National Academies Press: OpenBook

Integrating Community Emergency Response Teams (A-CERTs) at Airports (2013)

Chapter: Chapter 1 - Introduction: What Is CERT and How Do I Use It?

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Suggested Citation:"Chapter 1 - Introduction: What Is CERT and How Do I Use It?." National Academies of Sciences, Engineering, and Medicine. 2013. Integrating Community Emergency Response Teams (A-CERTs) at Airports. Washington, DC: The National Academies Press. doi: 10.17226/22468.
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Page 1
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Suggested Citation:"Chapter 1 - Introduction: What Is CERT and How Do I Use It?." National Academies of Sciences, Engineering, and Medicine. 2013. Integrating Community Emergency Response Teams (A-CERTs) at Airports. Washington, DC: The National Academies Press. doi: 10.17226/22468.
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Page 2
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Suggested Citation:"Chapter 1 - Introduction: What Is CERT and How Do I Use It?." National Academies of Sciences, Engineering, and Medicine. 2013. Integrating Community Emergency Response Teams (A-CERTs) at Airports. Washington, DC: The National Academies Press. doi: 10.17226/22468.
×
Page 3
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Suggested Citation:"Chapter 1 - Introduction: What Is CERT and How Do I Use It?." National Academies of Sciences, Engineering, and Medicine. 2013. Integrating Community Emergency Response Teams (A-CERTs) at Airports. Washington, DC: The National Academies Press. doi: 10.17226/22468.
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Below is the uncorrected machine-read text of this chapter, intended to provide our own search engines and external engines with highly rich, chapter-representative searchable text of each book. Because it is UNCORRECTED material, please consider the following text as a useful but insufficient proxy for the authoritative book pages.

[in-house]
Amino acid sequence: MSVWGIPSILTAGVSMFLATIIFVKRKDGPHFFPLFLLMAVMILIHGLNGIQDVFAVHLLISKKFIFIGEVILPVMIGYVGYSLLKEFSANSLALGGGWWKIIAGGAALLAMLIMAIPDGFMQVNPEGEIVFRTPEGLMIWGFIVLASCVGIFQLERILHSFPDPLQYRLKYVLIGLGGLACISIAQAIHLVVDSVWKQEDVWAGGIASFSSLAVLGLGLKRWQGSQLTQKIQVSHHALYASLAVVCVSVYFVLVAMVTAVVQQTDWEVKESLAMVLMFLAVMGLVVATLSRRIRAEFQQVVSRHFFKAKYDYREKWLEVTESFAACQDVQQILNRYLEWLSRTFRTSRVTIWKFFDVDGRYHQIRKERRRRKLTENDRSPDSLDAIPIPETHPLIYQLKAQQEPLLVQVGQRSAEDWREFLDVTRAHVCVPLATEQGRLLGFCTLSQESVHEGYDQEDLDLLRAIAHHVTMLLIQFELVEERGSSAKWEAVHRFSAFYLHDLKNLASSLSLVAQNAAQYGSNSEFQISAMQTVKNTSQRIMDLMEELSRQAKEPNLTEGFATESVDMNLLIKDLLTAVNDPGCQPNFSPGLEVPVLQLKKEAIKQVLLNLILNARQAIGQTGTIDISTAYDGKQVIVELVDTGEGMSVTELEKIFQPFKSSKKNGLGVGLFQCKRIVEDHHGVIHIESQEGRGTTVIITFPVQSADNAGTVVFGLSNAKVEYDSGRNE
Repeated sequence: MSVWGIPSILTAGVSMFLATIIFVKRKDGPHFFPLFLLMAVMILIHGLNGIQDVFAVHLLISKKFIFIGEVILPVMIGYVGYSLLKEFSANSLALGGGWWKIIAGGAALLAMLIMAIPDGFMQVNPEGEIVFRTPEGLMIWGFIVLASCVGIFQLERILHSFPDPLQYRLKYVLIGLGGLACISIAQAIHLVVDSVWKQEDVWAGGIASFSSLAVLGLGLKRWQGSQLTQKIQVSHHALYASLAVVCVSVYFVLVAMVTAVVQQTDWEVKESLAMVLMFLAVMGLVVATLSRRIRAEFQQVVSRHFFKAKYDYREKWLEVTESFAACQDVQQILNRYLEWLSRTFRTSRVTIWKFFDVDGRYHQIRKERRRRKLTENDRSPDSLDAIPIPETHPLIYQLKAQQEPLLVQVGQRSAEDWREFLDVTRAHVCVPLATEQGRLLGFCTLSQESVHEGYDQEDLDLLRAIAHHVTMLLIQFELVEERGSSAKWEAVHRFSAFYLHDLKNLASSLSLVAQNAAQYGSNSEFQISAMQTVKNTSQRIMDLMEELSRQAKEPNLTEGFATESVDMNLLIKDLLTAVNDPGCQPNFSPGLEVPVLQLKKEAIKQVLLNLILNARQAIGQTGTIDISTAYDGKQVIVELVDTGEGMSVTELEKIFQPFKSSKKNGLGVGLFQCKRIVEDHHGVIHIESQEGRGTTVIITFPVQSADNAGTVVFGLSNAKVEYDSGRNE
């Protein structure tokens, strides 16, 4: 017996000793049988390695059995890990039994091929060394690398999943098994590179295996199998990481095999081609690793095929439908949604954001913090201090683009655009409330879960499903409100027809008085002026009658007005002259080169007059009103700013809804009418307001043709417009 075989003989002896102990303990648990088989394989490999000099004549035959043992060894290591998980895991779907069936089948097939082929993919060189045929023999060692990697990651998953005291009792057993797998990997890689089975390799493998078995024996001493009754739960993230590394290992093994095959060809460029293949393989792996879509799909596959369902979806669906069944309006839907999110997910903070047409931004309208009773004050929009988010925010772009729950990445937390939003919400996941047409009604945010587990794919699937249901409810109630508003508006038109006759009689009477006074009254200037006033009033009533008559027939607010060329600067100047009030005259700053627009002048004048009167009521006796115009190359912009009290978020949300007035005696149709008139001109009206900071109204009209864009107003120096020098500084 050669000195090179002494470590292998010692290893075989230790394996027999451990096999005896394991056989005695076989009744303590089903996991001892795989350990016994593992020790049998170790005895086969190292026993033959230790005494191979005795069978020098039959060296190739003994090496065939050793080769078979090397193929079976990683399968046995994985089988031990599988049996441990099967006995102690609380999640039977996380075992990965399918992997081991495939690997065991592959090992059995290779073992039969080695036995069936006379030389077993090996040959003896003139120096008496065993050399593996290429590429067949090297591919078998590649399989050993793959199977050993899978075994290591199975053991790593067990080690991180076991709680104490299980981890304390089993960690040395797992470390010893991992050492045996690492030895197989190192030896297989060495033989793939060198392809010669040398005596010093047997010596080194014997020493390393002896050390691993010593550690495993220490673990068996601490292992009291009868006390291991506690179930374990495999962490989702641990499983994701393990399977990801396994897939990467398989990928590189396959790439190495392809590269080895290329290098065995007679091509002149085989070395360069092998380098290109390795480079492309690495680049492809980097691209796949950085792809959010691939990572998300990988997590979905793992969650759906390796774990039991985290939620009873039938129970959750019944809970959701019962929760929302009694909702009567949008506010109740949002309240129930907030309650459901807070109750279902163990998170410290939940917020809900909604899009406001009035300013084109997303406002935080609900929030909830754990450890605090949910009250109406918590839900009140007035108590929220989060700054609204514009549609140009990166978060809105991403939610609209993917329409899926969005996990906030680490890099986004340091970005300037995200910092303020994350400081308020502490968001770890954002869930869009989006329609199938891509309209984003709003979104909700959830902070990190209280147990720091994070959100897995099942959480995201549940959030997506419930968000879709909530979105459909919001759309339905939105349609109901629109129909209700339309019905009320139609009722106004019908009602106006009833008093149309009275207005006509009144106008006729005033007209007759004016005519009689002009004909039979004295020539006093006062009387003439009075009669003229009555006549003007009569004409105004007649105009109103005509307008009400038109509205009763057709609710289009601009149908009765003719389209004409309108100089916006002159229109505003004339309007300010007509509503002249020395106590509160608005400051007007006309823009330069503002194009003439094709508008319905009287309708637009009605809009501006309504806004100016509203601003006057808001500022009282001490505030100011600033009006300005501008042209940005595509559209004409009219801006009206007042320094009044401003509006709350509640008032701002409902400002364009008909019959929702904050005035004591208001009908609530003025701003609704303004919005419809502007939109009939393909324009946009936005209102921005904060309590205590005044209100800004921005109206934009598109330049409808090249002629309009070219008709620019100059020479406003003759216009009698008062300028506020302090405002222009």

1 Community Emergency Response Teams (CERTs) have been developed around the coun- try to assist professional emergency management personnel and first responders in responding to disasters and emergencies. The Federal Emergency Management Agency (FEMA), under its Citizens Corps program, has established minimum training standards; however, each commu- nity uses its CERT volunteers as it deems most appropriate and provides additional training as applicable. While many communities, including some with airports, have established CERTs, program guidance is needed to assist in developing and integrating CERTs into airport emer- gency response plans. Airports of all sizes may quickly exhaust their emergency response capabilities and become overwhelmed in a natural disaster or aircraft incident and may use community members who want to provide assistance. Although smaller airports tend to have more limited staff, they may become the community rallying point in a disaster recovery plan in the same way as larger air- ports. As such, volunteers can be a valuable resource to an airport. However, it is not the time during a disaster or emergency to determine qualifications, provide training, and obtain neces- sary security checks to enlist or use assisting volunteers. Developing a guidebook to address every airport becomes challenging because airports vary in size, levels of operations, security requirements, and levels of available resources. This guid- ance is designed to assist airport management with the initiation of a program while remaining flexible and user friendly. Airport management will determine their desired levels of training and participation for CERT volunteers. They will also determine which activities and events fit their operational needs, from basic informational airport tour guides to highly trained responses in a large scale aircraft accident or natural disaster. The objective of this guidebook is to assist an airport community in developing an Airport CERT (A-CERT) program that includes the following: • An awareness plan and description of benefits, • Implementation guidance, and • Steps for integrating into airport emergency response planning. The airport community should expect to benefit from area volunteers who have a response interest and who possess various skills to supplement the airport staff in time of need. This will allow airport staff the ability to focus on prioritized needs and ensure a more efficient response. This guidebook is designed to assist airport communities with the initial development of an A-CERT. The success of the A-CERT program will depend on your airport’s input, development, volunteer training, and community dedication. C H A P T E R 1 Introduction: What Is CERT and How Do I Use It?